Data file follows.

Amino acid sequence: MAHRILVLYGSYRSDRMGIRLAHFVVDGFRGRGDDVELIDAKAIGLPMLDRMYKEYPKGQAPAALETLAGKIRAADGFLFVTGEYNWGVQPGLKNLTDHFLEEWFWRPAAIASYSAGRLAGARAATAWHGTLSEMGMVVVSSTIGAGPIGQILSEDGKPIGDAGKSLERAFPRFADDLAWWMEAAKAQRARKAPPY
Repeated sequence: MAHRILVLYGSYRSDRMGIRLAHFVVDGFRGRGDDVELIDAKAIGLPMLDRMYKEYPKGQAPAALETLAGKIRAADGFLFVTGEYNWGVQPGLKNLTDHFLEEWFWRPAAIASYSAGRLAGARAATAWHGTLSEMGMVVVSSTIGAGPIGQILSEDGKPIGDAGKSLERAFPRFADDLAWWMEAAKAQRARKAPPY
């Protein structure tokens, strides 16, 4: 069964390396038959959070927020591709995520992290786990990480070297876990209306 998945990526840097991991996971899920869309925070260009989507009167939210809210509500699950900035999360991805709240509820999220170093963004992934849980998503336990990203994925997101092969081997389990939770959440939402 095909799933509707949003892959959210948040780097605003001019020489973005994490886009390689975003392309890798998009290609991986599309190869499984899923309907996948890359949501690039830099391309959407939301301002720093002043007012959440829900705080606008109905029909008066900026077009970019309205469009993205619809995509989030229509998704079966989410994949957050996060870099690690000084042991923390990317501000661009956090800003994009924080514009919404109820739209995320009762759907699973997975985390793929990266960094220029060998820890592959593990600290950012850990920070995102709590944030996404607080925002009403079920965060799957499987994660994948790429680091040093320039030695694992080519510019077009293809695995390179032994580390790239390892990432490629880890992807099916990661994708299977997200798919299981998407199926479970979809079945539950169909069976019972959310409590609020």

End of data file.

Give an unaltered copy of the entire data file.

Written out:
Amino acid sequence: MAHRILVLYGSYRSDRMGIRLAHFVVDGFRGRGDDVELIDAKAIGLPMLDRMYKEYPKGQAPAALETLAGKIRAADGFLFVTGEYNWGVQPGLKNLTDHFLEEWFWRPAAIASYSAGRLAGARAATAWHGTLSEMGMVVVSSTIGAGPIGQILSEDGKPIGDAGKSLERAFPRFADDLAWWMEAAKAQRARKAPPY
Repeated sequence: MAHRILVLYGSYRSDRMGIRLAHFVVDGFRGRGDDVELIDAKAIGLPMLDRMYKEYPKGQAPAALETLAGKIRAADGFLFVTGEYNWGVQPGLKNLTDHFLEEWFWRPAAIASYSAGRLAGARAATAWHGTLSEMGMVVVSSTIGAGPIGQILSEDGKPIGDAGKSLERAFPRFADDLAWWMEAAKAQRARKAPPY
């Protein structure tokens, strides 16, 4: 069964390396038959959070927020591709995520992290786990990480070297876990209306 998945990526840097991991996971899920869309925070260009989507009167939210809210509500699950900035999360991805709240509820999220170093963004992934849980998503336990990203994925997101092969081997389990939770959440939402 095909799933509707949003892959959210948040780097605003001019020489973005994490886009390689975003392309890798998009290609991986599309190869499984899923309907996948890359949501690039830099391309959407939301301002720093002043007012959440829900705080606008109905029909008066900026077009970019309205469009993205619809995509989030229509998704079966989410994949957050996060870099690690000084042991923390990317501000661009956090800003994009924080514009919404109820739209995320009762759907699973997975985390793929990266960094220029060998820890592959593990600290950012850990920070995102709590944030996404607080925002009403079920965060799957499987994660994948790429680091040093320039030695694992080519510019077009293809695995390179032994580390790239390892990432490629880890992807099916990661994708299977997200798919299981998407199926479970979809079945539950169909069976019972959310409590609020």